Wednesday, December 15, 2010

Brunch Bets: The Farm on Adderley

Waking up late last weekend, still hungover and tired from the night before, I felt like grabbing something tasty, cheap and relatively close. While Noah was likely stuffing his face at David's Brisket House, I was feeling a hot cup of coffee, breakfast meats and runny yolks. Meeting all of the aforementioned criteria, The Farm on Adderley seemed like the perfect destination. Located only a few minutes away in Ditmas Park, The Farm on Adderley turns out a damn good brunch at reasonable prices, making me question why people bother crossing the bridge for this weekend ritual.

But there's more to this story than simply how I spent my Sunday afternoon. It's about the food, and more importantly, the restaurant responsible for said food. Although Brooklyn may not seem like a bountiful oasis of farm land where restaurants grow or source the freshest ingredients from local purveyers, it's a movement sweeping across Brooklyn, with some restaurants such as Roberta's even installing rooftop greenhouses. While The Farm on Adderley isn't an actual farm - at least that I know - it's another example of a Brooklyn restaurant dedicating itself to sourcing from local farmers, thereby creating "thoughtfully" produced food. Led by Chef Tom Kearney, you can read where the restaurant sources all its product here.

Always busy, especially for brunch, MW and I waited a few minutes before we were led to our table precariously close to a neighboring couple. MW ordered a tea while I satisfied my caffeine fix with a cup of coffee. As is our custom whenever we dine here, we start off with the Chocolate Brioche with Sea Salt and Butter. Instead of a piece of chocolate brioche, which its name implies, we were initially surprised when we received a piece of brioche studded with chocolate chips. But even in light of this discrepancy, it doesn't take away from the fact that this is an absolutely great start to any brunch. Sliced thick and filled with pockets of gooey chocolate (think the chocolate chip cookies from Levain Bakery), the brioche is first toasted, then slathered with butter and finished with a sprinkle of sea salt, which accentuates its sweetness without becoming overwhelming. Despite the fact that MW and I much prefer savory breakfast items, we never fail to order this.

MW ordered the Sausage and Eggs, which included a Homemade Breakfast Sausage, Scrambled Eggs, Homefries and a Salad. We found there to be more hits than misses on this hearty plate of food. The eggs were cooked perfectly, scrambled soft, and remained creamy. The real disappointment of the dish was the homemade breakfast sausage which was underseasoned. In other words, a polite way of saying it was bland. The homefries were par for the course, but the salad provided a pleasant dose of acidity to balance the plate.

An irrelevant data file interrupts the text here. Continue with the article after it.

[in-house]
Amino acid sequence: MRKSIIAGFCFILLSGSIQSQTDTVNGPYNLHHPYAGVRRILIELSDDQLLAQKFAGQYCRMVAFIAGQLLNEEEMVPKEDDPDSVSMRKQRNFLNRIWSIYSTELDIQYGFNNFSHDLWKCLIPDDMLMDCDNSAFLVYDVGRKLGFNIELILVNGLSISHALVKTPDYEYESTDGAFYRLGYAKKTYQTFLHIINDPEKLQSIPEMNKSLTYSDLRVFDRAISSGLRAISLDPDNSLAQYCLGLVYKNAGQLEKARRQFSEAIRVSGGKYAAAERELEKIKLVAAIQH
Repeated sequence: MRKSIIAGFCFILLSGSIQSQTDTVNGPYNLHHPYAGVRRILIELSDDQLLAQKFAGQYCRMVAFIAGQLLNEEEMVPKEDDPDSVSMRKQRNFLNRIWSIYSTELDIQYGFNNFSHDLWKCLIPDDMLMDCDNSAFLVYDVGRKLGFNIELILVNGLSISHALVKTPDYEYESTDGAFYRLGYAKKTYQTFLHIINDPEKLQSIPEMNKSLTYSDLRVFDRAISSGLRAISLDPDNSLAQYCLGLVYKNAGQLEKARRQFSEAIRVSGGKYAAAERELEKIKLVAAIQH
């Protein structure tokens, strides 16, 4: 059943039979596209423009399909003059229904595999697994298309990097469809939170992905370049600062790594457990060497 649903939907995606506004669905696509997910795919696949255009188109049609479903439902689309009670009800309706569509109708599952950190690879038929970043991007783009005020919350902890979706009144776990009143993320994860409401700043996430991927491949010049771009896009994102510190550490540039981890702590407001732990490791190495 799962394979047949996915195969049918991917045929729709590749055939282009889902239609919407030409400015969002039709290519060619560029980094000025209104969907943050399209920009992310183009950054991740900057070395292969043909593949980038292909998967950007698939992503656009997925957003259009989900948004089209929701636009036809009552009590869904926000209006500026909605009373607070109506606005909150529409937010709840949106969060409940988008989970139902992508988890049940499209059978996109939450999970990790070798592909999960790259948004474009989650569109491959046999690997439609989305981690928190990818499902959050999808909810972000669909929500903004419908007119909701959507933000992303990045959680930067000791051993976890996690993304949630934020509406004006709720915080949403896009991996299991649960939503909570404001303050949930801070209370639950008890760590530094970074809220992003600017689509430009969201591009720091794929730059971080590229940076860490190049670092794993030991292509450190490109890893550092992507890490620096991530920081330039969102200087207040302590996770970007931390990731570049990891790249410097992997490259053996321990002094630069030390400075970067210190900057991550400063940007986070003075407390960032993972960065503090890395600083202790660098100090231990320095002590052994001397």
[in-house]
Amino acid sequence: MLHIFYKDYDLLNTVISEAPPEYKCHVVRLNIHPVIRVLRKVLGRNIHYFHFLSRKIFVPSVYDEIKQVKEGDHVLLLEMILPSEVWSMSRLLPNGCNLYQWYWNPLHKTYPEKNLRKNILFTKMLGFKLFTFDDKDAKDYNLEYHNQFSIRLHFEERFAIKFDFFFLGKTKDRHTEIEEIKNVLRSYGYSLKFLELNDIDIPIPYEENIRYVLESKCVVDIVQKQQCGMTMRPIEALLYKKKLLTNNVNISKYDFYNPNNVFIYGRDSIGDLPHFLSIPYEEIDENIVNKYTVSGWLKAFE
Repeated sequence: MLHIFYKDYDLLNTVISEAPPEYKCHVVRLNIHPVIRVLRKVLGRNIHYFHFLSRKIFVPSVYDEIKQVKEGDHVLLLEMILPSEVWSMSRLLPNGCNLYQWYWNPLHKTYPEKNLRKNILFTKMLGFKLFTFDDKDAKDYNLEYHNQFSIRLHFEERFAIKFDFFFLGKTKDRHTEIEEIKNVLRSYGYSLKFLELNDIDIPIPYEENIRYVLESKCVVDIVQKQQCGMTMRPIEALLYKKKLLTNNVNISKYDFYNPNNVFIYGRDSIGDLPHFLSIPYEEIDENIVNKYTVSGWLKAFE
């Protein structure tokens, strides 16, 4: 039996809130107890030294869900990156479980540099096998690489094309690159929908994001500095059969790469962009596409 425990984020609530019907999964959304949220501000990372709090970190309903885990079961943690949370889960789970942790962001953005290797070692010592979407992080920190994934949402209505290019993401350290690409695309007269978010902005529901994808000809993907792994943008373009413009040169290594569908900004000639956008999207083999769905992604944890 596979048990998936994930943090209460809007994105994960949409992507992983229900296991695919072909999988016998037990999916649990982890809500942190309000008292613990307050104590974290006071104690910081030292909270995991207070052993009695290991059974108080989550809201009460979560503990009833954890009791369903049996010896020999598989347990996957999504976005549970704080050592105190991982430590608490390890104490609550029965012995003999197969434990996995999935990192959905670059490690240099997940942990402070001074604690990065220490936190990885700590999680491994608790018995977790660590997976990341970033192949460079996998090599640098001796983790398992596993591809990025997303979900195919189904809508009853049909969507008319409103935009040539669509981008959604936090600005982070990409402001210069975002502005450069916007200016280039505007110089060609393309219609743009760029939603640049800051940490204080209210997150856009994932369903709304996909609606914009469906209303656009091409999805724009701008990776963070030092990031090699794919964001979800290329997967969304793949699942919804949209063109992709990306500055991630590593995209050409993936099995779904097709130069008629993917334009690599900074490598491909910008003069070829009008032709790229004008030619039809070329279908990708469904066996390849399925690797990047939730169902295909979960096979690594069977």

I ordered the Ham and Cheese Croque that features House-Cured Ham and Melted Gruyère served Open Face (I added a Sunnyside Egg) with a Salad. Together, it was excellent. Served on a thick piece of French bread, the croque contained a layer of salty ham, nutty gruyère and was topped with a delicate egg. The bread was perfectly grilled (a result of copious amounts of butter), with its edges coated with bits of caramelized gruyère and mixed flawlessly with the cured ham and rich yolk. As with MW's dish, the salad played the perfect supporting role with its acidity keeping the palate fresh in spite of all the butter.

We also decided to "splurge" on the French Fries, which were served with a Curry Mayonnaise. I say splurge, because the side of fries were almost as expensive as our brunch selections. However, upon further inspection it seemed as though the price was more indicative of the quantity rather than the quality as the fries were quite thick (reminiscent of a proper "chip") but not nearly as crisp as I had hoped for. The curry mayonnaise was a bit lackluster, as the curry flavor in the mayonnaise was quite faint and left me wanting more oomph.

Opening their doors in 2006, owners Gary Jonas and Allison McDowell set out to create a neighborhood restaurant that served good food while staying conscious to where their ingredients came from and how they're produced. So after several satisfying brunches, The Farm on Adderley has been successful serving food that, in addition making you feel good, is also good for you.

The Farm on Adderley
1108 Cortelyou Road
NY 11218
(718) 287-3101

To see all the pictures from this meal click HERE.

The Farm on Adderley on Urbanspoon